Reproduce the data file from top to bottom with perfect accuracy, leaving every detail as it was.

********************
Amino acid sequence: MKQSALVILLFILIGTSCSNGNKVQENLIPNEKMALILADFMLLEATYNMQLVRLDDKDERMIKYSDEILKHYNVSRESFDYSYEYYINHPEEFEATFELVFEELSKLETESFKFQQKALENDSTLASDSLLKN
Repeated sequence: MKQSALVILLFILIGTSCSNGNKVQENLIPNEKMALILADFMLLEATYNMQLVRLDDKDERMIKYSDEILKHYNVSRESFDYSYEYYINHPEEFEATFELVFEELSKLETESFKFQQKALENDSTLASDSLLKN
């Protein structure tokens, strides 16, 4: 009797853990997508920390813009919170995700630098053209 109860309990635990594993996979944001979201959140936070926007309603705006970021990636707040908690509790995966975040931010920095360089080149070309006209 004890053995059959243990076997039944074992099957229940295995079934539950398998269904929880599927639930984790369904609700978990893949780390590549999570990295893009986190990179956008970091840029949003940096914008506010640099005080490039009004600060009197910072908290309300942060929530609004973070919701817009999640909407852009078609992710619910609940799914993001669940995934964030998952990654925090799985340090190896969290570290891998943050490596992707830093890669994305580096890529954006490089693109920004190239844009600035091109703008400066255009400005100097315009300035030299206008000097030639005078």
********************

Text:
Amino acid sequence: MKQSALVILLFILIGTSCSNGNKVQENLIPNEKMALILADFMLLEATYNMQLVRLDDKDERMIKYSDEILKHYNVSRESFDYSYEYYINHPEEFEATFELVFEELSKLETESFKFQQKALENDSTLASDSLLKN
Repeated sequence: MKQSALVILLFILIGTSCSNGNKVQENLIPNEKMALILADFMLLEATYNMQLVRLDDKDERMIKYSDEILKHYNVSRESFDYSYEYYINHPEEFEATFELVFEELSKLETESFKFQQKALENDSTLASDSLLKN
């Protein structure tokens, strides 16, 4: 009797853990997508920390813009919170995700630098053209 109860309990635990594993996979944001979201959140936070926007309603705006970021990636707040908690509790995966975040931010920095360089080149070309006209 004890053995059959243990076997039944074992099957229940295995079934539950398998269904929880599927639930984790369904609700978990893949780390590549999570990295893009986190990179956008970091840029949003940096914008506010640099005080490039009004600060009197910072908290309300942060929530609004973070919701817009999640909407852009078609992710619910609940799914993001669940995934964030998952990654925090799985340090190896969290570290891998943050490596992707830093890669994305580096890529954006490089693109920004190239844009600035091109703008400066255009400005100097315009300035030299206008000097030639005078």